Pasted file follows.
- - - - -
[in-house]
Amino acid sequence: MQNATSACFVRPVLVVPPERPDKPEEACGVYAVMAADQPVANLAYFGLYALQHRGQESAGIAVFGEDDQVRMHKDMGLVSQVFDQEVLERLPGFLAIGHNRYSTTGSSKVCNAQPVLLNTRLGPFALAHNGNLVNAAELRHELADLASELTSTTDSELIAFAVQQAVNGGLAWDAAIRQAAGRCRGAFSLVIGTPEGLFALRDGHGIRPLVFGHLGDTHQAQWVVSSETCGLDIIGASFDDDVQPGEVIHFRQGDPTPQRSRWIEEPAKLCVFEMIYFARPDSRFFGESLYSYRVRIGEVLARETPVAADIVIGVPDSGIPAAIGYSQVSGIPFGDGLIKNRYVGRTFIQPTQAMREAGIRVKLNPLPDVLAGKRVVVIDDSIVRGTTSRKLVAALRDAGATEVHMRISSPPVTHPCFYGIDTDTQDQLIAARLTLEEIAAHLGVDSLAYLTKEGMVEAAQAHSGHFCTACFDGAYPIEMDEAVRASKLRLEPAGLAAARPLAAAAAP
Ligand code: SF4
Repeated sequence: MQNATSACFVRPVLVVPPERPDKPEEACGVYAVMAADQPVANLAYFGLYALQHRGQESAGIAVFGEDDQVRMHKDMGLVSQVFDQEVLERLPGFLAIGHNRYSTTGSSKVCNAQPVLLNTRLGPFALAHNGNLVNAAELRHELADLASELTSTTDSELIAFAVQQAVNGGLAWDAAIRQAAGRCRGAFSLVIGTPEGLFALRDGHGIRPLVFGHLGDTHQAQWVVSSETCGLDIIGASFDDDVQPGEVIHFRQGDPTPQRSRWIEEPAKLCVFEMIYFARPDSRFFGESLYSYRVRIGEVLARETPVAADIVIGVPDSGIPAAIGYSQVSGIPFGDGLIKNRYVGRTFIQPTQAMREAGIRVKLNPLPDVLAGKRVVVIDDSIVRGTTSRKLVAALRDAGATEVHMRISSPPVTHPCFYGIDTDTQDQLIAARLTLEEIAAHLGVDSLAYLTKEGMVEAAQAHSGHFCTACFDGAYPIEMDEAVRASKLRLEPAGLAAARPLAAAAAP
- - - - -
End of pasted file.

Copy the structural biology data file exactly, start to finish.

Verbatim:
[in-house]
Amino acid sequence: MQNATSACFVRPVLVVPPERPDKPEEACGVYAVMAADQPVANLAYFGLYALQHRGQESAGIAVFGEDDQVRMHKDMGLVSQVFDQEVLERLPGFLAIGHNRYSTTGSSKVCNAQPVLLNTRLGPFALAHNGNLVNAAELRHELADLASELTSTTDSELIAFAVQQAVNGGLAWDAAIRQAAGRCRGAFSLVIGTPEGLFALRDGHGIRPLVFGHLGDTHQAQWVVSSETCGLDIIGASFDDDVQPGEVIHFRQGDPTPQRSRWIEEPAKLCVFEMIYFARPDSRFFGESLYSYRVRIGEVLARETPVAADIVIGVPDSGIPAAIGYSQVSGIPFGDGLIKNRYVGRTFIQPTQAMREAGIRVKLNPLPDVLAGKRVVVIDDSIVRGTTSRKLVAALRDAGATEVHMRISSPPVTHPCFYGIDTDTQDQLIAARLTLEEIAAHLGVDSLAYLTKEGMVEAAQAHSGHFCTACFDGAYPIEMDEAVRASKLRLEPAGLAAARPLAAAAAP
Ligand code: SF4
Repeated sequence: MQNATSACFVRPVLVVPPERPDKPEEACGVYAVMAADQPVANLAYFGLYALQHRGQESAGIAVFGEDDQVRMHKDMGLVSQVFDQEVLERLPGFLAIGHNRYSTTGSSKVCNAQPVLLNTRLGPFALAHNGNLVNAAELRHELADLASELTSTTDSELIAFAVQQAVNGGLAWDAAIRQAAGRCRGAFSLVIGTPEGLFALRDGHGIRPLVFGHLGDTHQAQWVVSSETCGLDIIGASFDDDVQPGEVIHFRQGDPTPQRSRWIEEPAKLCVFEMIYFARPDSRFFGESLYSYRVRIGEVLARETPVAADIVIGVPDSGIPAAIGYSQVSGIPFGDGLIKNRYVGRTFIQPTQAMREAGIRVKLNPLPDVLAGKRVVVIDDSIVRGTTSRKLVAALRDAGATEVHMRISSPPVTHPCFYGIDTDTQDQLIAARLTLEEIAAHLGVDSLAYLTKEGMVEAAQAHSGHFCTACFDGAYPIEMDEAVRASKLRLEPAGLAAARPLAAAAAP